Exploring George Vanderbilt’s Library

Written By Jean Sexton

Posted 08/05/15

Updated 07/20/23

Estate History

Even in Biltmore House, where so many rooms are filled with amazing collections of beautiful things, the Library still shines as a special place. George Vanderbilt was a remarkable man, and it’s fascinating to learn more about him through the creation of his magnificent and enduring library at Biltmore.

Learn more about George Vanderbilt’s tastes and interests with this look at some noteworthy books that form the Biltmore House Library collection.

When he was 12, George Vanderbilt began recording the names of each book he read in a journal, and he continued that habit throughout his life. If we look at any representative year, we get a sense of the breadth of his intellect. In 1899, Mr. Vanderbilt read a total of 51 books: 31 were novels, including The Two Magies and The Awkward Age by Henry James and Antonia or the Fall of Rome by Wilkie Collins. 

An up-close look at leather-bound books in the collection
An up-close look at leather-bound books in the collection

Most of the books George Vanderbilt collected were sent to one of the great bookbinders of the period, such as Riviere, Stikeman, Lortic, or David.  A few months later they would be returned beautifully bound in Moroccan leather, with gilt lettering and decoration, to be placed on the shelves of the Biltmore House Library.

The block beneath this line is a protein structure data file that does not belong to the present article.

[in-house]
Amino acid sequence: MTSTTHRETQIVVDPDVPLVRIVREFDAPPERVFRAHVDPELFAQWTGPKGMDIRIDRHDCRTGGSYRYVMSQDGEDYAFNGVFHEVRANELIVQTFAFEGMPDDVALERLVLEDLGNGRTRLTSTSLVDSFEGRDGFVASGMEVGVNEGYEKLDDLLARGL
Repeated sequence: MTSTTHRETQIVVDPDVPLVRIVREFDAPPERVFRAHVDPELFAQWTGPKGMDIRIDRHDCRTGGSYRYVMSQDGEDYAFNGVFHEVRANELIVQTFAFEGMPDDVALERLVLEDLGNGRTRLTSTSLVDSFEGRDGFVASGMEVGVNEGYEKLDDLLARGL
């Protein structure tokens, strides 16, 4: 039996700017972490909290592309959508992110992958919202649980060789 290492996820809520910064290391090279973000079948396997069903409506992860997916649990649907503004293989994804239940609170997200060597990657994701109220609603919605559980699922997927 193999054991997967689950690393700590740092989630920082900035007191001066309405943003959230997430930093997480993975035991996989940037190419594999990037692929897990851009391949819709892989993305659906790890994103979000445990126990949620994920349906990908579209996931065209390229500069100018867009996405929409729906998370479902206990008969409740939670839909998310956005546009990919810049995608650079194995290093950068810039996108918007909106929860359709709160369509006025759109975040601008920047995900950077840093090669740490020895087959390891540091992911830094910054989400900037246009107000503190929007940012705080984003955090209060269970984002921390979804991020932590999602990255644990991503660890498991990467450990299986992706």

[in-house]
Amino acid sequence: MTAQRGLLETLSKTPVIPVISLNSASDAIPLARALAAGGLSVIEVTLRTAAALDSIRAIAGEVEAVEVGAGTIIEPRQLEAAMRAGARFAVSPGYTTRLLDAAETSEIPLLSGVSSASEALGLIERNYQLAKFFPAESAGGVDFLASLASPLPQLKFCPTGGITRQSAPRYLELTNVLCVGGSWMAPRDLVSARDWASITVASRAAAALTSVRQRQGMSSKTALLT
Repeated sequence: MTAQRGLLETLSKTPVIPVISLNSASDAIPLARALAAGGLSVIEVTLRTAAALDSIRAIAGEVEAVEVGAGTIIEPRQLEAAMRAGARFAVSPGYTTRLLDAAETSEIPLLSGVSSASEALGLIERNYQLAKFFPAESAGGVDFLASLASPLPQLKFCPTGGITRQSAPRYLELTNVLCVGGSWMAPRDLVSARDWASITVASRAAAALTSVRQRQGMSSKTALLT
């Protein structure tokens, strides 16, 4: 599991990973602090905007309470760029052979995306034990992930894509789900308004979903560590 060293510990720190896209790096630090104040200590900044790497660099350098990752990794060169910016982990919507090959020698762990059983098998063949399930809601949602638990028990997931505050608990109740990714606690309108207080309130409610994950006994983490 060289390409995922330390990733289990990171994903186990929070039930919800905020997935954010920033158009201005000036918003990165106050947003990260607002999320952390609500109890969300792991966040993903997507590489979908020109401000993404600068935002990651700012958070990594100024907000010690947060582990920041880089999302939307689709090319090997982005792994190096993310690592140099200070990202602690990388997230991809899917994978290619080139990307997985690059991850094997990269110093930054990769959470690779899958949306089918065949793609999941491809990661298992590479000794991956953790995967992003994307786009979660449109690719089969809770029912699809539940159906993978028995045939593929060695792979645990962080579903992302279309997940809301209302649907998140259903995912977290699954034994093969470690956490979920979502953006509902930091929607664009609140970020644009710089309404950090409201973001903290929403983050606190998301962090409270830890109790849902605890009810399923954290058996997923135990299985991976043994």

By the time of his death, George Vanderbilt had collected more than 23,000 volumes. Approximately one-third of the volumes were antiquarian purchases, with the oldest appearing to be an Italian work published in 1561. The major strengths of the collection are 19th-century English and American literature, art and architecture; travel, philosophy and religion; history; and French fiction and non-fiction reflecting both his and his wife’s interest in France and their fluency in the French language.

Detailed look at a large bookpress in Library in Biltmore House

The Biltmore House Library contains a complete and important set of James Audubon’s The Birds of America and The Quadrapeds of America. The copies are unusual in that they are the smaller octavo edition, not the very large elephant folio edition so prized by print collectors. What makes Biltmore’s set particularly interesting is that they are bound with the original paper wrappers that accompanied each part as Audubon’s publisher issued them.

Another important work is Thomas McKenney and James Hall’s History of the Indian Tribes of North America. Our volumes are the original large folio edition and contain a full set of the original 120 hand-colored lithographs. Many of the original oil paintings by Charles Bird King from which these folio prints were taken were destroyed by a fire in the Smithsonian in 1865.

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What was George Vanderbilt’s vision for Biltmore? How does the legacy live on today?